Tag: media release

Analysis of Alternatives to 64-Year-Old “Line 5” Pipelines Riddled with Bad Assumptions, Miscalculations





 

TRAVERSE CITY – A draft report for the State by Dynamic Risk Inc. of alternatives to Enbridge’s risky twin oil pipelines crossing the lakebed at the Straits of Mackinac is so deeply flawed, according to FLOW, a Traverse City-based Great Lakes water law and policy center, that the State cannot credibly rely on its findings to decide Line 5’s future.

“The report is unreliable and should not be used,” said Liz Kirkwood, Executive Director of FLOW. “Instead, the State should protect the Great Lakes from the potential of a catastrophic oil spill and exercise its legal authority to revoke Enbridge’s permission to use the waters and lakebed that belong to the people of Michigan.”

Prepared by Dynamic Risk Assessment Systems of Calgary – a firm with business ties to Enbridge – the study is rife with biased assumptions and technical errors that skew its findings, said FLOW representatives at a public meeting on the campus of Northwestern Michigan College.

“The process of developing these now-discredited reports has cost Michigan well over a year that should have been spent crafting a thoughtful decommissioning process that protects the Great Lakes, prioritizes citizens, businesses, and tribes, and ultimately addresses Michigan’s energy needs,” said Kirkwood, “Enbridge has been granted an extension through distraction.”

Among the draft report’s flaws:

• It completely ignores the most suitable alternative to Line 5, which is existing infrastructure. The state asked consultant Dynamic Risk to analyze it. Failure to do so taints the analysis.

• The draft report assumes that the state must guarantee that Enbridge deliver 23 million gallons of oil that is now being transported daily through Line 5, rather than protecting the energy needs of its citizens. This bias results in the tunnel option appearing as a favored report alternative.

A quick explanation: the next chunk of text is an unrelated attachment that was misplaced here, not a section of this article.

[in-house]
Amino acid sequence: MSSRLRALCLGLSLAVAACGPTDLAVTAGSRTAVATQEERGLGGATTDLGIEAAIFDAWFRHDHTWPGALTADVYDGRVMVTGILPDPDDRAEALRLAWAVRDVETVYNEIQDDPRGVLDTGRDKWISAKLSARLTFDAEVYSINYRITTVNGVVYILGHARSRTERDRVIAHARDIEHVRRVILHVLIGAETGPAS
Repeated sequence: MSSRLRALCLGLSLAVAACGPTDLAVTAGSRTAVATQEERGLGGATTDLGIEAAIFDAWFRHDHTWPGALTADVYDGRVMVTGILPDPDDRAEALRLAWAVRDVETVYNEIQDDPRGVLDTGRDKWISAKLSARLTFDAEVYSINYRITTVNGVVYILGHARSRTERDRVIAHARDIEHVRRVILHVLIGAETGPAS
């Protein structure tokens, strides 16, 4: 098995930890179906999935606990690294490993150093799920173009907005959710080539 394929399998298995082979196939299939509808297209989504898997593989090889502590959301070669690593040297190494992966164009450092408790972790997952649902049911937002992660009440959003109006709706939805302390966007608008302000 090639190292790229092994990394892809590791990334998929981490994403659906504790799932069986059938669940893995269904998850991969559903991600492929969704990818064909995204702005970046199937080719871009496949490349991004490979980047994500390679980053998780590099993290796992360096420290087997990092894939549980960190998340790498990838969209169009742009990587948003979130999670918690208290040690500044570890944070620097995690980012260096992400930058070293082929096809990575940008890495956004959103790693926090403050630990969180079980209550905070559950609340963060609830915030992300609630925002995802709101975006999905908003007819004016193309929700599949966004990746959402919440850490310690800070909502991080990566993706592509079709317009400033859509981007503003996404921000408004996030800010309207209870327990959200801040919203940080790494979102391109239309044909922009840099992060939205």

• The draft report assumes the best-case scenario for a spill, not the worst. The consultant uses assumptions of risk that are woefully inadequate and are not credible. It estimates that an average 20 miles of shoreline would be impacted by a spill. This is just 3% of the 720-mile area the University of Michigan found vulnerable to a spill in its 2016 study.

• It significantly understates the likelihood of pipeline failure at an already-alarming 1 in 60 chance by ignoring 50 years of neglect, unsupported spans, powerful currents, and gravity. Applying DOT engineering standards and adding up the failure probability on a yearly basis gives the 2017 failure probability at 46.4% and the 2053 failure probability at 72.5%, or odds of about 3-1. These figures are far different from the Alternatives Analysis estimate of 1.6% by 2053.

• It relies on flawed economic impact modeling that unreasonably concludes that a spill in the open waters of the Great Lakes would only cost $100-200 million in damages.

• It estimates an impact to propane supply much greater than what FLOW’s independent experts have determined would be necessary to provide the Upper Peninsula’s Rapid River facility with an alternative supply. The flawed alternatives report finds that up to 35 railcars per week or 15 truckloads per day would be necessary to replace the Line 5 supply of natural gas liquids, while FLOW’s expert studies have found it would take only one railcar or 3-4 truckloads per day. Line 5 supplies only 35-50 percent of the Upper Peninsula’s propane.